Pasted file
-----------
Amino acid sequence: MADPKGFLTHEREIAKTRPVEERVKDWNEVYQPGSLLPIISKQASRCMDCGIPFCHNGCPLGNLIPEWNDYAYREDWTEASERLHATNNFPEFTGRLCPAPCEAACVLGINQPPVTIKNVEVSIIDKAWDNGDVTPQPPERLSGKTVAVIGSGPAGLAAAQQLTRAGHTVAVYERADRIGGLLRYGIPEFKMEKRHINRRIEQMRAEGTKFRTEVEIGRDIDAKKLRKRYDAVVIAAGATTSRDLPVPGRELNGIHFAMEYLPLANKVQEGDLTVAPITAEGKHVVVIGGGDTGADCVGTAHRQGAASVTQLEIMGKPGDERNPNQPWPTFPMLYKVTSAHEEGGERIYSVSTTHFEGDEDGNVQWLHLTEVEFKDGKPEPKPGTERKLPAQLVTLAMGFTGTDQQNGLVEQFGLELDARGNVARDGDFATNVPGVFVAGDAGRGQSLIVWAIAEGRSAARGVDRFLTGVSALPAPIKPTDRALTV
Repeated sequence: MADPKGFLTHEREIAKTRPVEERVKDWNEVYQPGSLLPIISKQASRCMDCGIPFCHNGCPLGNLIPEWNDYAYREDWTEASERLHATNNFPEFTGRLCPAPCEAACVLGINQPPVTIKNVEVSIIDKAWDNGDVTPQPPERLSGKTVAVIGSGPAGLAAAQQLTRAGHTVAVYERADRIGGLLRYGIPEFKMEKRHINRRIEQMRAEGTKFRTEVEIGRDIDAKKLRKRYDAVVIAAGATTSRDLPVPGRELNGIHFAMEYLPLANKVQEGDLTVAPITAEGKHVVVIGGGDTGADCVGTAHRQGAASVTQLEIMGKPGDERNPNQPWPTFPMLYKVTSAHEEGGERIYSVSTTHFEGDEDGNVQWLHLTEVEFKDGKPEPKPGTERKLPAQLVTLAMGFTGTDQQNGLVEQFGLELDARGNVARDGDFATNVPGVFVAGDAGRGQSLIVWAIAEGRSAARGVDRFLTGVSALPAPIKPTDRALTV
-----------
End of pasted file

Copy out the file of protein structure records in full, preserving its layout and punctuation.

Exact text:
Amino acid sequence: MADPKGFLTHEREIAKTRPVEERVKDWNEVYQPGSLLPIISKQASRCMDCGIPFCHNGCPLGNLIPEWNDYAYREDWTEASERLHATNNFPEFTGRLCPAPCEAACVLGINQPPVTIKNVEVSIIDKAWDNGDVTPQPPERLSGKTVAVIGSGPAGLAAAQQLTRAGHTVAVYERADRIGGLLRYGIPEFKMEKRHINRRIEQMRAEGTKFRTEVEIGRDIDAKKLRKRYDAVVIAAGATTSRDLPVPGRELNGIHFAMEYLPLANKVQEGDLTVAPITAEGKHVVVIGGGDTGADCVGTAHRQGAASVTQLEIMGKPGDERNPNQPWPTFPMLYKVTSAHEEGGERIYSVSTTHFEGDEDGNVQWLHLTEVEFKDGKPEPKPGTERKLPAQLVTLAMGFTGTDQQNGLVEQFGLELDARGNVARDGDFATNVPGVFVAGDAGRGQSLIVWAIAEGRSAARGVDRFLTGVSALPAPIKPTDRALTV
Repeated sequence: MADPKGFLTHEREIAKTRPVEERVKDWNEVYQPGSLLPIISKQASRCMDCGIPFCHNGCPLGNLIPEWNDYAYREDWTEASERLHATNNFPEFTGRLCPAPCEAACVLGINQPPVTIKNVEVSIIDKAWDNGDVTPQPPERLSGKTVAVIGSGPAGLAAAQQLTRAGHTVAVYERADRIGGLLRYGIPEFKMEKRHINRRIEQMRAEGTKFRTEVEIGRDIDAKKLRKRYDAVVIAAGATTSRDLPVPGRELNGIHFAMEYLPLANKVQEGDLTVAPITAEGKHVVVIGGGDTGADCVGTAHRQGAASVTQLEIMGKPGDERNPNQPWPTFPMLYKVTSAHEEGGERIYSVSTTHFEGDEDGNVQWLHLTEVEFKDGKPEPKPGTERKLPAQLVTLAMGFTGTDQQNGLVEQFGLELDARGNVARDGDFATNVPGVFVAGDAGRGQSLIVWAIAEGRSAARGVDRFLTGVSALPAPIKPTDRALTV